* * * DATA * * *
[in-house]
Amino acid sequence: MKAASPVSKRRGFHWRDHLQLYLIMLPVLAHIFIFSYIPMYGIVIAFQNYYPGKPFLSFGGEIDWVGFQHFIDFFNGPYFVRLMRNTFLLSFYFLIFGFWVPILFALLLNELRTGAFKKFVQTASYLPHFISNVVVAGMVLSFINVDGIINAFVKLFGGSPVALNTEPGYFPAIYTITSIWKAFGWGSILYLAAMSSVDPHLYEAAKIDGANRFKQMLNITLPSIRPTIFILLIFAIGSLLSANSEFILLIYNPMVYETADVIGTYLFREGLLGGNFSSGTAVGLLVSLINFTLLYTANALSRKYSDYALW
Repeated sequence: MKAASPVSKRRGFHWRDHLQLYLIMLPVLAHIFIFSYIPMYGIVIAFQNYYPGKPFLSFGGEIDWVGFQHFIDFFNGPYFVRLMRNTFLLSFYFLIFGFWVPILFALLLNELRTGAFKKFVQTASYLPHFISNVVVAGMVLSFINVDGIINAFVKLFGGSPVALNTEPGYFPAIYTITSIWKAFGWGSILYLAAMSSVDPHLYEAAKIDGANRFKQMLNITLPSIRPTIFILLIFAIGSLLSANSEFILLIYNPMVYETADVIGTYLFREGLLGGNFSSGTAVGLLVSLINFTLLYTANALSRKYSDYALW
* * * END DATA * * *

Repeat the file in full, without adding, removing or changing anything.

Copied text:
[in-house]
Amino acid sequence: MKAASPVSKRRGFHWRDHLQLYLIMLPVLAHIFIFSYIPMYGIVIAFQNYYPGKPFLSFGGEIDWVGFQHFIDFFNGPYFVRLMRNTFLLSFYFLIFGFWVPILFALLLNELRTGAFKKFVQTASYLPHFISNVVVAGMVLSFINVDGIINAFVKLFGGSPVALNTEPGYFPAIYTITSIWKAFGWGSILYLAAMSSVDPHLYEAAKIDGANRFKQMLNITLPSIRPTIFILLIFAIGSLLSANSEFILLIYNPMVYETADVIGTYLFREGLLGGNFSSGTAVGLLVSLINFTLLYTANALSRKYSDYALW
Repeated sequence: MKAASPVSKRRGFHWRDHLQLYLIMLPVLAHIFIFSYIPMYGIVIAFQNYYPGKPFLSFGGEIDWVGFQHFIDFFNGPYFVRLMRNTFLLSFYFLIFGFWVPILFALLLNELRTGAFKKFVQTASYLPHFISNVVVAGMVLSFINVDGIINAFVKLFGGSPVALNTEPGYFPAIYTITSIWKAFGWGSILYLAAMSSVDPHLYEAAKIDGANRFKQMLNITLPSIRPTIFILLIFAIGSLLSANSEFILLIYNPMVYETADVIGTYLFREGLLGGNFSSGTAVGLLVSLINFTLLYTANALSRKYSDYALW